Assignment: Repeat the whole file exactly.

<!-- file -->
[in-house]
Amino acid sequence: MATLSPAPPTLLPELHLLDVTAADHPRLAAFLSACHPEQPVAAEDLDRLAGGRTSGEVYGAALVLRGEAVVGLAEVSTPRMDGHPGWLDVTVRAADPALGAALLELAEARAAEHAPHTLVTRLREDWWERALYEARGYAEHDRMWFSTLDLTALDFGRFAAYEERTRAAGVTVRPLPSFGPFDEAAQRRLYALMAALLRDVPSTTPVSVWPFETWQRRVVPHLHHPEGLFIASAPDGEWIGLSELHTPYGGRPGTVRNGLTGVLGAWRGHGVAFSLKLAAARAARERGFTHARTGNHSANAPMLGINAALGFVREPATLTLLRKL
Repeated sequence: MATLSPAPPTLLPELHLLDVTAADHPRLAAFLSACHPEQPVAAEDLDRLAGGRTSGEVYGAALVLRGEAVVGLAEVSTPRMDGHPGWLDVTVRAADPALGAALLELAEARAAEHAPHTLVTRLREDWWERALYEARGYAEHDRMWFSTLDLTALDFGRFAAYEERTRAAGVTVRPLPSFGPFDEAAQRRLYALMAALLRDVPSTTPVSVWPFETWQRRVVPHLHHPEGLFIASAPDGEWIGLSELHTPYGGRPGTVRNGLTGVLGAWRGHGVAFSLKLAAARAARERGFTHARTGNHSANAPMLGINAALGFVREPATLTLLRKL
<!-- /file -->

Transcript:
[in-house]
Amino acid sequence: MATLSPAPPTLLPELHLLDVTAADHPRLAAFLSACHPEQPVAAEDLDRLAGGRTSGEVYGAALVLRGEAVVGLAEVSTPRMDGHPGWLDVTVRAADPALGAALLELAEARAAEHAPHTLVTRLREDWWERALYEARGYAEHDRMWFSTLDLTALDFGRFAAYEERTRAAGVTVRPLPSFGPFDEAAQRRLYALMAALLRDVPSTTPVSVWPFETWQRRVVPHLHHPEGLFIASAPDGEWIGLSELHTPYGGRPGTVRNGLTGVLGAWRGHGVAFSLKLAAARAARERGFTHARTGNHSANAPMLGINAALGFVREPATLTLLRKL
Repeated sequence: MATLSPAPPTLLPELHLLDVTAADHPRLAAFLSACHPEQPVAAEDLDRLAGGRTSGEVYGAALVLRGEAVVGLAEVSTPRMDGHPGWLDVTVRAADPALGAALLELAEARAAEHAPHTLVTRLREDWWERALYEARGYAEHDRMWFSTLDLTALDFGRFAAYEERTRAAGVTVRPLPSFGPFDEAAQRRLYALMAALLRDVPSTTPVSVWPFETWQRRVVPHLHHPEGLFIASAPDGEWIGLSELHTPYGGRPGTVRNGLTGVLGAWRGHGVAFSLKLAAARAARERGFTHARTGNHSANAPMLGINAALGFVREPATLTLLRKL